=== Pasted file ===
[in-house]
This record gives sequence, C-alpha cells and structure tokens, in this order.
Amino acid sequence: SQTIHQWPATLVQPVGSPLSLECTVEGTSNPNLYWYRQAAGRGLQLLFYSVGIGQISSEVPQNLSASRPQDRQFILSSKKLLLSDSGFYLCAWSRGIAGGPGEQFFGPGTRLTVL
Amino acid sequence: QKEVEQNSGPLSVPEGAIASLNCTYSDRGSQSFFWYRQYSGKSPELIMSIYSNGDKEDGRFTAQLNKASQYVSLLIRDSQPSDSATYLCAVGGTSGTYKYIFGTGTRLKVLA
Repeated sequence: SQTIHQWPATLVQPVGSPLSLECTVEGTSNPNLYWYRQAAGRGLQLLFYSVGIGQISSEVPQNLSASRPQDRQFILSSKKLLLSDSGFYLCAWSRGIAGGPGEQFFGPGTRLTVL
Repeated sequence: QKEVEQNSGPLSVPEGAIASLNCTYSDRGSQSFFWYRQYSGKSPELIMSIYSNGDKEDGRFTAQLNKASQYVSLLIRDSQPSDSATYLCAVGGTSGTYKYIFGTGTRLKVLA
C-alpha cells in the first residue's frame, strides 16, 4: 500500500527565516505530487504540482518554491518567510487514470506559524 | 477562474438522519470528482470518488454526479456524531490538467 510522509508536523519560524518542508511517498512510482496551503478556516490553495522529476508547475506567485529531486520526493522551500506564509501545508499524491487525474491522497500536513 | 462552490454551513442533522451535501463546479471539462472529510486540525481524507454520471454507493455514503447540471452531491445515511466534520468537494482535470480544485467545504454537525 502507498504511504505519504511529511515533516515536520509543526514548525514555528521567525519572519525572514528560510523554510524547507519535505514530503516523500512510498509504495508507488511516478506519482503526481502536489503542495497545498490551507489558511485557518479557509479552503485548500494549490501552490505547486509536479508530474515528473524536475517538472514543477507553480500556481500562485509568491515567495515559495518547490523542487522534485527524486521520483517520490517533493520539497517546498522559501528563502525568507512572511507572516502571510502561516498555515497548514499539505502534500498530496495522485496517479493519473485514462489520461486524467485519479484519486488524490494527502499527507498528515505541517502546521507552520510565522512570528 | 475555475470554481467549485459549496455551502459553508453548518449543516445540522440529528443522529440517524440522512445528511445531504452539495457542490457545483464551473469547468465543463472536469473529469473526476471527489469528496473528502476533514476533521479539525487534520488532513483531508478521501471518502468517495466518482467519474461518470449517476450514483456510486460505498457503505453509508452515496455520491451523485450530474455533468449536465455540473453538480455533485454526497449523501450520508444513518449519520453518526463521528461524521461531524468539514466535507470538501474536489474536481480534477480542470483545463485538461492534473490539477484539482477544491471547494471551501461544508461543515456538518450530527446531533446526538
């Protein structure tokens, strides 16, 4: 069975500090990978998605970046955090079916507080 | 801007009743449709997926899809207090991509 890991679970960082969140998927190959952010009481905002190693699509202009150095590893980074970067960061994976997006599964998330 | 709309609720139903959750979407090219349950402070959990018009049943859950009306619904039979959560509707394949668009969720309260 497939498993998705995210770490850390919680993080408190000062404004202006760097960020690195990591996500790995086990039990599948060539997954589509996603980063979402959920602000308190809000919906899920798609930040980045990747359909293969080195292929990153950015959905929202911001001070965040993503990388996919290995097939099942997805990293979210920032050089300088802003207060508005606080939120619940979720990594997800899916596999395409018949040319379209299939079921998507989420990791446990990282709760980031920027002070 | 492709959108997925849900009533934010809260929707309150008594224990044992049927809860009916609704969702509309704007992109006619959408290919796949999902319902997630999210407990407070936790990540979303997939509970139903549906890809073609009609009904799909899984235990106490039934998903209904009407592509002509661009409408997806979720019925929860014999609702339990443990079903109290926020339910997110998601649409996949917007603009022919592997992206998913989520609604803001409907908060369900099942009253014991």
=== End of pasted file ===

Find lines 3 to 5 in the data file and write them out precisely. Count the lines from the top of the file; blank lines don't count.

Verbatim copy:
Amino acid sequence: SQTIHQWPATLVQPVGSPLSLECTVEGTSNPNLYWYRQAAGRGLQLLFYSVGIGQISSEVPQNLSASRPQDRQFILSSKKLLLSDSGFYLCAWSRGIAGGPGEQFFGPGTRLTVL
Amino acid sequence: QKEVEQNSGPLSVPEGAIASLNCTYSDRGSQSFFWYRQYSGKSPELIMSIYSNGDKEDGRFTAQLNKASQYVSLLIRDSQPSDSATYLCAVGGTSGTYKYIFGTGTRLKVLA
Repeated sequence: SQTIHQWPATLVQPVGSPLSLECTVEGTSNPNLYWYRQAAGRGLQLLFYSVGIGQISSEVPQNLSASRPQDRQFILSSKKLLLSDSGFYLCAWSRGIAGGPGEQFFGPGTRLTVL